She continued, “I don’t know if you’ve had one of those moments where you say, ‘Is it really done because you’ve had so many steps and you feel like you move forward and then you move back a step? I’m kind of thinking to myself, ‘Is it really done?'”

Still, Vasquez said she’s “happy” that certification has happened and plans to make an attempt to re-enlist in the Army after “Don’t Ask, Don’t Tell” is off the books.

Brian Fricke, a gay Iraq war veteran who left the Marine Corps in 2005 because of “Don’t Ask, Don’t Tell,” also said certification brings him a sense of relief. and vindication that he thinks is shared by other service members.

“For me, personally, there’s a sense of vindication,” he said. “When I left, I had a partner at the time and I was always afraid of being found out. I couldn’t relax when I was on my R&R away from work because I was fearful of that.

Additionally, Fricke said he thinks other service members will share his feelings following the formal lifting of “Don’t Ask, Don’t Tell.”

“I feel like a lot of the gay and lesbian troops are going to feel a lot of relief immediately, even if they’re not going to come out to people,” he said. “They are going to be able to relax when they’re off duty and be able to go in public to the movies and hold hands and not have to worry about retribution.”

Fricke wasn’t discharged under “Don’t Ask, Don’t Tell,” but opted not to enlist in 2005 because of the burden of serving under the military’s gay ban. He said he doesn’t plan to return to the armed forces.

Although “Don’t Ask, Don’t Tell” will remain on the books until Sept. 20, discharges under the anti-gay law have already been halted. The Pentagon earlier this month put in place a moratorium on separations in response to a court order imposing an injunction against enforcing the anti-gay law.

As a result, gay service members can already serve openly without fear of discharge, although openly gay people are still barred from enlisting in the armed forces.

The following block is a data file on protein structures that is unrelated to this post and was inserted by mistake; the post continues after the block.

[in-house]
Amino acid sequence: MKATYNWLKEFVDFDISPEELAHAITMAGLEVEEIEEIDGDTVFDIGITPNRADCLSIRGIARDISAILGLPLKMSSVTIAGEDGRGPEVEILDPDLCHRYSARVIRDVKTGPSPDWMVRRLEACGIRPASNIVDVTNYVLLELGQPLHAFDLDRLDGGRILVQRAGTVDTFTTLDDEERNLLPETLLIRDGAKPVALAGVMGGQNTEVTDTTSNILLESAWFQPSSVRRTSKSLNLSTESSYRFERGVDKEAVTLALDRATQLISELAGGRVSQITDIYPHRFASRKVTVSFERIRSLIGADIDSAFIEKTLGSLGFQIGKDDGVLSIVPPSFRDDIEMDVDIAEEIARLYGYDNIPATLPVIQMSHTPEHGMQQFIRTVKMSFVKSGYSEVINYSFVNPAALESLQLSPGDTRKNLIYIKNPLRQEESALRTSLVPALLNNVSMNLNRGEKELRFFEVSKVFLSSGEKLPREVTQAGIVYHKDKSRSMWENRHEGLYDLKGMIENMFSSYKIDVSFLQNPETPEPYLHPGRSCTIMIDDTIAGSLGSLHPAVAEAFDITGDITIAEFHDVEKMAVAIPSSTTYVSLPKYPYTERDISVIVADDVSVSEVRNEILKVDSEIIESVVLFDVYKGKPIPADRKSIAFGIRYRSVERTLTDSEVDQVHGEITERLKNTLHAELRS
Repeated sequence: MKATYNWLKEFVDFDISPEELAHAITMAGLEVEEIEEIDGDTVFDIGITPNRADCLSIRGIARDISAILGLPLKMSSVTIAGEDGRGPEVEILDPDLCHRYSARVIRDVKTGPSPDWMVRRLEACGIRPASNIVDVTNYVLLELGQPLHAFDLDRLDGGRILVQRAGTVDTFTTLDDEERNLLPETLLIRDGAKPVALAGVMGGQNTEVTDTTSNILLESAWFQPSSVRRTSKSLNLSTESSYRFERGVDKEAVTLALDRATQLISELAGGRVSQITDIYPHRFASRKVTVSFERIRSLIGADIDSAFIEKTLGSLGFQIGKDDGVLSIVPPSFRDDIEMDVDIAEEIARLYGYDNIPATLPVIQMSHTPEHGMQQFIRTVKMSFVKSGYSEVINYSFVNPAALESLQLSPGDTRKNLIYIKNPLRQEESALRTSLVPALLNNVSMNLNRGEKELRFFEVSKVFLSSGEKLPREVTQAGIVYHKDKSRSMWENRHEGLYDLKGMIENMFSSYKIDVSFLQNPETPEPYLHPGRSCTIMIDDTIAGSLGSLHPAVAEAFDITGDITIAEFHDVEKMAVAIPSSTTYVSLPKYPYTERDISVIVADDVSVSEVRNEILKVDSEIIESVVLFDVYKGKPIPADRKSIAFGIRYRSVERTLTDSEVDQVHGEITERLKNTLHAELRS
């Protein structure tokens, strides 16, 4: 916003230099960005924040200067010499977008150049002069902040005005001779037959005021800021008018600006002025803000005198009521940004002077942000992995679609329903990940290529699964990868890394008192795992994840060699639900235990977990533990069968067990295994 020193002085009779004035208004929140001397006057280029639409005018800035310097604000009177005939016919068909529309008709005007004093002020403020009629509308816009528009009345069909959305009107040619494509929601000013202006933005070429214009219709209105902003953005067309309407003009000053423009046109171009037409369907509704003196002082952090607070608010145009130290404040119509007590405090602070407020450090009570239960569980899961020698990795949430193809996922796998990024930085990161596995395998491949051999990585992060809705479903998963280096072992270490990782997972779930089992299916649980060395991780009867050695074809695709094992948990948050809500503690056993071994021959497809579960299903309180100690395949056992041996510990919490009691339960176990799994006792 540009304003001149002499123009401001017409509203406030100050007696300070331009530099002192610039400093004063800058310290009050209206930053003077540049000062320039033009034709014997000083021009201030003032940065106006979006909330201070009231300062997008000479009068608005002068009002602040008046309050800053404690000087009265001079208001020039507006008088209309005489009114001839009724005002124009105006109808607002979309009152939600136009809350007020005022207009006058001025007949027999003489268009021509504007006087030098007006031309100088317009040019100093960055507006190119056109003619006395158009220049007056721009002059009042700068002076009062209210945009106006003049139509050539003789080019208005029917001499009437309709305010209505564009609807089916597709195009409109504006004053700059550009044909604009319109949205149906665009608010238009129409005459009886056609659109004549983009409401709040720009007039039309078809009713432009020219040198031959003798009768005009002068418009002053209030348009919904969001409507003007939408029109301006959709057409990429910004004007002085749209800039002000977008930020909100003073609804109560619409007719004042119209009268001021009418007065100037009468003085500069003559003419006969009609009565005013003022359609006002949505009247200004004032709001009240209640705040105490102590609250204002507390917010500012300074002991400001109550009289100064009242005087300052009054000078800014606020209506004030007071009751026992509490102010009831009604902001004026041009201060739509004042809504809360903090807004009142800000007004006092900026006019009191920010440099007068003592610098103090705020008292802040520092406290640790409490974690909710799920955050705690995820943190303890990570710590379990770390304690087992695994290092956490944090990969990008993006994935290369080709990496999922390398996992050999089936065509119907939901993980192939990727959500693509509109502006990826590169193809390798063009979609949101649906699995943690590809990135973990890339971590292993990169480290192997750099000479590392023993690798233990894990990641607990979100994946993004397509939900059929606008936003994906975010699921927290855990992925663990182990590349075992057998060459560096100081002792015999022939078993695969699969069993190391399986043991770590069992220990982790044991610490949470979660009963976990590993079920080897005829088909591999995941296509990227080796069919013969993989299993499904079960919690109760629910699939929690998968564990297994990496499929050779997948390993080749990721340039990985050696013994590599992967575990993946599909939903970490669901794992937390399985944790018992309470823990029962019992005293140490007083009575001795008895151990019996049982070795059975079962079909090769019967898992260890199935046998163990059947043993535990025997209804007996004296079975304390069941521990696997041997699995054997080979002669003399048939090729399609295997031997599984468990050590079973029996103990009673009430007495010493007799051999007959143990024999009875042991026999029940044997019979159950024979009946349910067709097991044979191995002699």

The injunction — initially issued last year by a California federal district court — was reinstituted earlier this month by the U.S. Ninth Circuit Court of Appeals in the case of Log Cabin Republicans v. United States, pending litigation challenging the constitutionality of the military’s gay ban.

The moratorium on discharges could be lifted — making gay service members vulnerable once again — if the U.S. government succeeds in efforts to convince the court to place a stay on the injunction. On Monday, the Justice Department requested this stay and maintained the Obama administration wants an “orderly process for repealing” the military’s gay ban.

R. Clarke Cooper, Log Cabin’s executive director, issued a statement saying his organization’s lawsuit helped lead to “Don’t Ask, Don’t Tell” repeal certification.

“Log Cabin Republicans are proud to have helped put an end to ‘Don’t Ask, Don’t Tell,'” Cooper said. “It is our hope that the clear precedent established in federal court that will ensure an absolute end to this unconstitutional law.”

Even with “Don’t Ask, Don’t Tell” on its way to being off the books, supporters of open service say more work is necessary to ensure gay and straight service members stand on equal footing.

One option to address this issue is an executive order from the president that would ensure non-discrimination for gay service members. Currently, gay service members have no recourse outside of their chain of command if they feel they’re experiencing discrimination on the job.

Sarvis, who has called for such a directive since February, renewed his call this week for such an executive order on the basis that “every service member deserves equal respect in the work environment.”